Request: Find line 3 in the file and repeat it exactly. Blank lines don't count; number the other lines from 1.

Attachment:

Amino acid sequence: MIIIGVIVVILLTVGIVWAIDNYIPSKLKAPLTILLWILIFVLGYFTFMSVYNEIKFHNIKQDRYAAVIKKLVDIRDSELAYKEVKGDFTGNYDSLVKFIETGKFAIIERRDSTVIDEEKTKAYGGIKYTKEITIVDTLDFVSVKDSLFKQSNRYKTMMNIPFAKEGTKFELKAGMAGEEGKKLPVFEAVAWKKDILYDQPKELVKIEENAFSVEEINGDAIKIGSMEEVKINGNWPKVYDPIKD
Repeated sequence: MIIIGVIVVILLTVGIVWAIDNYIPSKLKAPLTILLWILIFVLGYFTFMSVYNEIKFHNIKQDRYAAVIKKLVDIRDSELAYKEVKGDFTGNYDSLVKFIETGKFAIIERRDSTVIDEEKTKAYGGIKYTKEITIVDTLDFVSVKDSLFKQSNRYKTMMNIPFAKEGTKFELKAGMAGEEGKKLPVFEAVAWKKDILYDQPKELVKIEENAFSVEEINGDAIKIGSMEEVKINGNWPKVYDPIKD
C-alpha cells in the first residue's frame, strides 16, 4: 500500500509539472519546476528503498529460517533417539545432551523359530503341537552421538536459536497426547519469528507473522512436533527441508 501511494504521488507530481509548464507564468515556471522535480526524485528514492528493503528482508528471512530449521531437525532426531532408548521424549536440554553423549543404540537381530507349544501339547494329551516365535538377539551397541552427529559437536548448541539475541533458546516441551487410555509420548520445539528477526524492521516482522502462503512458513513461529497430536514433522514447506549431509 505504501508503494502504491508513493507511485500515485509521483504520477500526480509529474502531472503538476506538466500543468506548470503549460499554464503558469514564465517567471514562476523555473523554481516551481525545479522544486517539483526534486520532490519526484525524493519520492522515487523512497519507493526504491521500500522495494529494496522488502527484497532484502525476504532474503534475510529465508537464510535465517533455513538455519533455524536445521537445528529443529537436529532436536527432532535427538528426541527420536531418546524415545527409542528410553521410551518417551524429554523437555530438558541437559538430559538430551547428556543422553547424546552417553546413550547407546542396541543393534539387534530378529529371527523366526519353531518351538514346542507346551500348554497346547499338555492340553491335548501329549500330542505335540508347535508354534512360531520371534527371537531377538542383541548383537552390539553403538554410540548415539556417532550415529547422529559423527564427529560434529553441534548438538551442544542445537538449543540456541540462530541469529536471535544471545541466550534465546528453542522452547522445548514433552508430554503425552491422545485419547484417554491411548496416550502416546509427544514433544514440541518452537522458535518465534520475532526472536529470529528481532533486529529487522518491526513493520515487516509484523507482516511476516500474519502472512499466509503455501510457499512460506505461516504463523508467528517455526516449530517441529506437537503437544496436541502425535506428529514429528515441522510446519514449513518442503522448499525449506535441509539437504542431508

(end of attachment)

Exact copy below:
C-alpha cells in the first residue's frame, strides 16, 4: 500500500509539472519546476528503498529460517533417539545432551523359530503341537552421538536459536497426547519469528507473522512436533527441508 501511494504521488507530481509548464507564468515556471522535480526524485528514492528493503528482508528471512530449521531437525532426531532408548521424549536440554553423549543404540537381530507349544501339547494329551516365535538377539551397541552427529559437536548448541539475541533458546516441551487410555509420548520445539528477526524492521516482522502462503512458513513461529497430536514433522514447506549431509 505504501508503494502504491508513493507511485500515485509521483504520477500526480509529474502531472503538476506538466500543468506548470503549460499554464503558469514564465517567471514562476523555473523554481516551481525545479522544486517539483526534486520532490519526484525524493519520492522515487523512497519507493526504491521500500522495494529494496522488502527484497532484502525476504532474503534475510529465508537464510535465517533455513538455519533455524536445521537445528529443529537436529532436536527432532535427538528426541527420536531418546524415545527409542528410553521410551518417551524429554523437555530438558541437559538430559538430551547428556543422553547424546552417553546413550547407546542396541543393534539387534530378529529371527523366526519353531518351538514346542507346551500348554497346547499338555492340553491335548501329549500330542505335540508347535508354534512360531520371534527371537531377538542383541548383537552390539553403538554410540548415539556417532550415529547422529559423527564427529560434529553441534548438538551442544542445537538449543540456541540462530541469529536471535544471545541466550534465546528453542522452547522445548514433552508430554503425552491422545485419547484417554491411548496416550502416546509427544514433544514440541518452537522458535518465534520475532526472536529470529528481532533486529529487522518491526513493520515487516509484523507482516511476516500474519502472512499466509503455501510457499512460506505461516504463523508467528517455526516449530517441529506437537503437544496436541502425535506428529514429528515441522510446519514449513518442503522448499525449506535441509539437504542431508